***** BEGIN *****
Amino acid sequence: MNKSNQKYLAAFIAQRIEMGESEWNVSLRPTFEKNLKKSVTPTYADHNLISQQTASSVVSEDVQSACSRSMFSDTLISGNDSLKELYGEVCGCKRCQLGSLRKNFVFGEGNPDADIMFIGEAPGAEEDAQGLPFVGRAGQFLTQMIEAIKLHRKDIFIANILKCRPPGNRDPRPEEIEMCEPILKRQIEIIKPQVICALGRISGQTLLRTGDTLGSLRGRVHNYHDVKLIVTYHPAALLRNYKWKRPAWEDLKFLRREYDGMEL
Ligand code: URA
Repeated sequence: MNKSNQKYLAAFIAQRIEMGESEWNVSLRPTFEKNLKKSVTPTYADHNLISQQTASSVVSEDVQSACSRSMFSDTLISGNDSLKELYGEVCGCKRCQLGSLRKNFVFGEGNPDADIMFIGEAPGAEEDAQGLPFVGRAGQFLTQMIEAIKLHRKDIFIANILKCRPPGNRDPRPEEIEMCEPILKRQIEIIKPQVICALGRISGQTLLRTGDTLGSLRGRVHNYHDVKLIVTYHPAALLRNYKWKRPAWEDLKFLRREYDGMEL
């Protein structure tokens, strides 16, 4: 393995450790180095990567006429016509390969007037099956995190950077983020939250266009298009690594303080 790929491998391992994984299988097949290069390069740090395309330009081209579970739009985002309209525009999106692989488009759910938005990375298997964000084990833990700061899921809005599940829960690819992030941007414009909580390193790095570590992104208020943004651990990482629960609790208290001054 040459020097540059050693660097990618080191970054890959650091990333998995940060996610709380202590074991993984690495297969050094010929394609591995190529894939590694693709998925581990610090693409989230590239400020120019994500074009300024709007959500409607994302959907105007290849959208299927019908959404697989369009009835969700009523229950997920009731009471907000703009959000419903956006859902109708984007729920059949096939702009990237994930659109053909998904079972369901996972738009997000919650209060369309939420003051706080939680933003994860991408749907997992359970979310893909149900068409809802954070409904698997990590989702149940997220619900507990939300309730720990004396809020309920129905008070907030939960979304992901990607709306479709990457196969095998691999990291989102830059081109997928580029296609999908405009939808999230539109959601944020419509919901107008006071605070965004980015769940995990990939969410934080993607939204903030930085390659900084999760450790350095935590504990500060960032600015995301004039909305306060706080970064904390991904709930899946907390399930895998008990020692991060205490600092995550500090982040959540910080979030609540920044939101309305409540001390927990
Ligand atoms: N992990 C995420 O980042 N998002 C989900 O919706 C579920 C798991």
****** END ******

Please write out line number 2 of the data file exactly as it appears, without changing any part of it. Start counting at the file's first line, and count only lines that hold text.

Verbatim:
Ligand code: URA